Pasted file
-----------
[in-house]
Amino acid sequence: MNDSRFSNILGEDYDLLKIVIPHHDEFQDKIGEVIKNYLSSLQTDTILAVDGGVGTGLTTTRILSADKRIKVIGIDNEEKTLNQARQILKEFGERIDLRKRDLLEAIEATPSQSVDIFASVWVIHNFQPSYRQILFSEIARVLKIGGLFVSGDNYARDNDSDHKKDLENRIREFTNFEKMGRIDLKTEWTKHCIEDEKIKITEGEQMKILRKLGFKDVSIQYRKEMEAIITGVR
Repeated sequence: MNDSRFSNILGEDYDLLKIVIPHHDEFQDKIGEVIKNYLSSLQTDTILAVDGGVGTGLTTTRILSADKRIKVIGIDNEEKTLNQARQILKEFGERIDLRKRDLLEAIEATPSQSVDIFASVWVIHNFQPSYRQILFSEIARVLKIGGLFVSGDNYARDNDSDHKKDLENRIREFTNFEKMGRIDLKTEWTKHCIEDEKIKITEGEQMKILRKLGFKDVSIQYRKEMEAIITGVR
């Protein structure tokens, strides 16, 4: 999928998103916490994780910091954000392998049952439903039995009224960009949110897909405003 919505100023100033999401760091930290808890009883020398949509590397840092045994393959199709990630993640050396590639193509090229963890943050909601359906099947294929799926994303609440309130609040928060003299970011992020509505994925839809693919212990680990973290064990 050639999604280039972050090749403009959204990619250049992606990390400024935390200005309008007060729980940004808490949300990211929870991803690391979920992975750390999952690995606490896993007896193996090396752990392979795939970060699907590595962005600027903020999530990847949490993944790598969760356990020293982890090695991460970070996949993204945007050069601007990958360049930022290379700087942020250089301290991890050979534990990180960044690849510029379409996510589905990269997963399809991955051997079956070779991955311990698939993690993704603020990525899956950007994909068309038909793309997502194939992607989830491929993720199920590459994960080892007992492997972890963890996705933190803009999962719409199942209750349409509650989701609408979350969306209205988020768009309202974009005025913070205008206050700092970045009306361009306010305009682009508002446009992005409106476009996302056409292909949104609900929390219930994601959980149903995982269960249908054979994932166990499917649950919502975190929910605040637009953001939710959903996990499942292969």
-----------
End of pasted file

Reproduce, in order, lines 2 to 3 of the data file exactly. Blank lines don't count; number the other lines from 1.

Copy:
Amino acid sequence: MNDSRFSNILGEDYDLLKIVIPHHDEFQDKIGEVIKNYLSSLQTDTILAVDGGVGTGLTTTRILSADKRIKVIGIDNEEKTLNQARQILKEFGERIDLRKRDLLEAIEATPSQSVDIFASVWVIHNFQPSYRQILFSEIARVLKIGGLFVSGDNYARDNDSDHKKDLENRIREFTNFEKMGRIDLKTEWTKHCIEDEKIKITEGEQMKILRKLGFKDVSIQYRKEMEAIITGVR
Repeated sequence: MNDSRFSNILGEDYDLLKIVIPHHDEFQDKIGEVIKNYLSSLQTDTILAVDGGVGTGLTTTRILSADKRIKVIGIDNEEKTLNQARQILKEFGERIDLRKRDLLEAIEATPSQSVDIFASVWVIHNFQPSYRQILFSEIARVLKIGGLFVSGDNYARDNDSDHKKDLENRIREFTNFEKMGRIDLKTEWTKHCIEDEKIKITEGEQMKILRKLGFKDVSIQYRKEMEAIITGVR